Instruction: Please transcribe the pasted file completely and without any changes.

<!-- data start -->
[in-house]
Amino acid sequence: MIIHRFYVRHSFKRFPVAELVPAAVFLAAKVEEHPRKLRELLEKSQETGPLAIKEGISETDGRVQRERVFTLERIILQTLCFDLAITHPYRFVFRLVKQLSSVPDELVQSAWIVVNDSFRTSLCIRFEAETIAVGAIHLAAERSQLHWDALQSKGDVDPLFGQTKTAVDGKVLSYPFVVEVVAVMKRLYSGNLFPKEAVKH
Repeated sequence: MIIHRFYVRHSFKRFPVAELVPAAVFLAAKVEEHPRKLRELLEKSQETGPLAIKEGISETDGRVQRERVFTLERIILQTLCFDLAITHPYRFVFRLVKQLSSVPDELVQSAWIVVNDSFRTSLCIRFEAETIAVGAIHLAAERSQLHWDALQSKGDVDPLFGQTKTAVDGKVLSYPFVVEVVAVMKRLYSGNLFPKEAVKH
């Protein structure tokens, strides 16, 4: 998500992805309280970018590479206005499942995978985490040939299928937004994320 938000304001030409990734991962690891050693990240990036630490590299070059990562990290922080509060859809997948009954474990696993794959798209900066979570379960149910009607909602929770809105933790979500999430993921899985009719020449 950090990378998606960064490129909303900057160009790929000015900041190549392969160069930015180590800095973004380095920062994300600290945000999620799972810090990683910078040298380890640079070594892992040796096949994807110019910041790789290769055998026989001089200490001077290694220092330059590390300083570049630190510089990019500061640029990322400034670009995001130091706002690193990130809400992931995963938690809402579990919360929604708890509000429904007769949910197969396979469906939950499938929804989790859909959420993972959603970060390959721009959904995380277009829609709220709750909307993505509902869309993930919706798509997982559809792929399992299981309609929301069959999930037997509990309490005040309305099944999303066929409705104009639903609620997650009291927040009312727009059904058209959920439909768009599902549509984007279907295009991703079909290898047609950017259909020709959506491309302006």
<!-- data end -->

[in-house]
Amino acid sequence: MIIHRFYVRHSFKRFPVAELVPAAVFLAAKVEEHPRKLRELLEKSQETGPLAIKEGISETDGRVQRERVFTLERIILQTLCFDLAITHPYRFVFRLVKQLSSVPDELVQSAWIVVNDSFRTSLCIRFEAETIAVGAIHLAAERSQLHWDALQSKGDVDPLFGQTKTAVDGKVLSYPFVVEVVAVMKRLYSGNLFPKEAVKH
Repeated sequence: MIIHRFYVRHSFKRFPVAELVPAAVFLAAKVEEHPRKLRELLEKSQETGPLAIKEGISETDGRVQRERVFTLERIILQTLCFDLAITHPYRFVFRLVKQLSSVPDELVQSAWIVVNDSFRTSLCIRFEAETIAVGAIHLAAERSQLHWDALQSKGDVDPLFGQTKTAVDGKVLSYPFVVEVVAVMKRLYSGNLFPKEAVKH
């Protein structure tokens, strides 16, 4: 998500992805309280970018590479206005499942995978985490040939299928937004994320 938000304001030409990734991962690891050693990240990036630490590299070059990562990290922080509060859809997948009954474990696993794959798209900066979570379960149910009607909602929770809105933790979500999430993921899985009719020449 950090990378998606960064490129909303900057160009790929000015900041190549392969160069930015180590800095973004380095920062994300600290945000999620799972810090990683910078040298380890640079070594892992040796096949994807110019910041790789290769055998026989001089200490001077290694220092330059590390300083570049630190510089990019500061640029990322400034670009995001130091706002690193990130809400992931995963938690809402579990919360929604708890509000429904007769949910197969396979469906939950499938929804989790859909959420993972959603970060390959721009959904995380277009829609709220709750909307993505509902869309993930919706798509997982559809792929399992299981309609929301069959999930037997509990309490005040309305099944999303066929409705104009639903609620997650009291927040009312727009059904058209959920439909768009599902549509984007279907295009991703079909290898047609950017259909020709959506491309302006």